Quantum computing is harder than herding kittens

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Quantum physicists embrace uncertainty. After all, one of the field’s foundational tenets is Werner Heisenberg’s uncertainty principle stating that we cannot accurately know both the position and speed of a particle. By contrast, governments, companies and investors tend to hate things they do not understand. And huge uncertainty swirls around the latest attempts to build powerful quantum computers.

Is quantum computing going to rewrite the rules of computation, cryptography, logistics and materials science, as enthusiastic supporters claim? Or are we heading into a “quantum winter”, where the diabolical difficulties of building a functional quantum computer lead to a collapse of confidence?

That first question has re-emerged following the recent publication of a Chinese research paper outlining a theoretical way to crack the most common form of online encryption by combining existing quantum and classical computing techniques. If proved, this would be the stuff of security nightmares, hastening the arrival of the so-called Q-day, when users could “break the internet”. 

Cryptographers have long understood the risk but assumed it would take a massive leap in quantum computing capability before it materialised. The standard RSA encryption method, used by most banks, governments and internet companies, relies on the fact that while it is easy to multiply two large prime numbers it is hard to reverse the process and deduce the original numbers. However, in 1994 the mathematician Peter Shor wrote an algorithm showing how this could theoretically be done on a quantum computer, even though one did not then exist.

The assumption has been that a quantum computer would need millions of quantum bits, or qubits, to be reliable enough to crack RSA encryption. Even in the most optimistic scenario, that appears a decade away. The most powerful quantum computer to have been publicly unveiled — IBM’s Osprey — has only 433 qubits. And the difficulties of scaling up remain daunting. One Chinese researcher has likened the challenge to lining up kittens; no sooner have you put one in place than the rest wander off.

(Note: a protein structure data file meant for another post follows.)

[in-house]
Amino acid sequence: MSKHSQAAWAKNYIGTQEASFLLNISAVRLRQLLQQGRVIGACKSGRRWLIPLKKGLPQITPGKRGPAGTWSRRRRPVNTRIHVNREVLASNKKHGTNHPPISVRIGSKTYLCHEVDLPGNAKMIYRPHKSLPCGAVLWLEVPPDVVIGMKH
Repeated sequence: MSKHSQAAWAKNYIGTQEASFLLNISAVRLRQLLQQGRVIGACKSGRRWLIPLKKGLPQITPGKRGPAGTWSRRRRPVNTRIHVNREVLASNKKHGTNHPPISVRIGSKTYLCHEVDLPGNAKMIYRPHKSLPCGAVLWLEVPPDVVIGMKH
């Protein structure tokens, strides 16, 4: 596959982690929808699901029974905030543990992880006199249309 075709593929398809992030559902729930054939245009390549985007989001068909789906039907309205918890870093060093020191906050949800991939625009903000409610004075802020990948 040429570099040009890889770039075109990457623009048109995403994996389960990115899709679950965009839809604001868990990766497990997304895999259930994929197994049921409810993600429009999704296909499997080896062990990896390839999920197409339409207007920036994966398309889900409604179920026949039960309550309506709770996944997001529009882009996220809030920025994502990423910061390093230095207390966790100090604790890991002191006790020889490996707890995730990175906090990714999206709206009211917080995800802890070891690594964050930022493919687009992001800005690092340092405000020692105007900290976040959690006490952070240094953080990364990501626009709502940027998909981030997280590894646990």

What is novel about the Chinese approach is that it combines nascent quantum computing capabilities with a factoring algorithm, written by another mathematician, Claus Schnorr, for a classical computer. The researchers calculated this could work on a quantum computer with only 372 qubits.

Western experts say this approach might pull Q-day closer. But even the paper’s authors do not know if the methodology could scale up, nor how long it would take. “It is quite possible that this algo might work on paper but would take so long to work in practice that it might not be a very useful speedup,” says Tim Spiller, director of Britain’s Quantum Communications Hub.

Even so, the Chinese paper will act as a spur to the US National Institute of Standards and Technology, which since 2016 has been soliciting and reviewing multiple techniques for ensuring post-quantum encryption. There have been parallel attempts to build secure quantum information networks, which are already running in experimental form. Experts’ advice to companies is: don’t panic, move to NIST-approved encryption standards whenever they are adopted and avoid the snake oil merchants offering quick-fix solutions.

The latest development comes as doubts mount over whether researchers can ever develop sufficiently robust quantum computers to deliver on their more extravagant promises. One eloquent sceptic is Sabine Hossenfelder, the German theoretical physicist and deadpan YouTuber, who argues that quantum computing has been oversold and a “quantum winter” is coming. “It’s not going to change the world, it will have some niche applications at best, and it’s going to take much longer than many start-ups want you to believe,” she says in her latest video.

Yet hybrid approaches might accelerate the practical uses of quantum computing. Even rudimentary quantum computers can help do things that classical computers cannot do alone, such as optimising logistics operations and enriching machine learning tools. “People are already using near-term quantum devices for such commercial purposes,” says Josh Nunn, chief scientific officer at start-up Orca Computing.

The one certainty is that the quantum computing industry’s future will remain uncertain, both useful and useless at the same time, as one FT reader commented. It remains a highly asymmetric investment bet. As venture capitalists say, you can only ever lose 100 per cent of your money, but sometimes when you win, you can win 100-fold.

john.thornhill@ft.com

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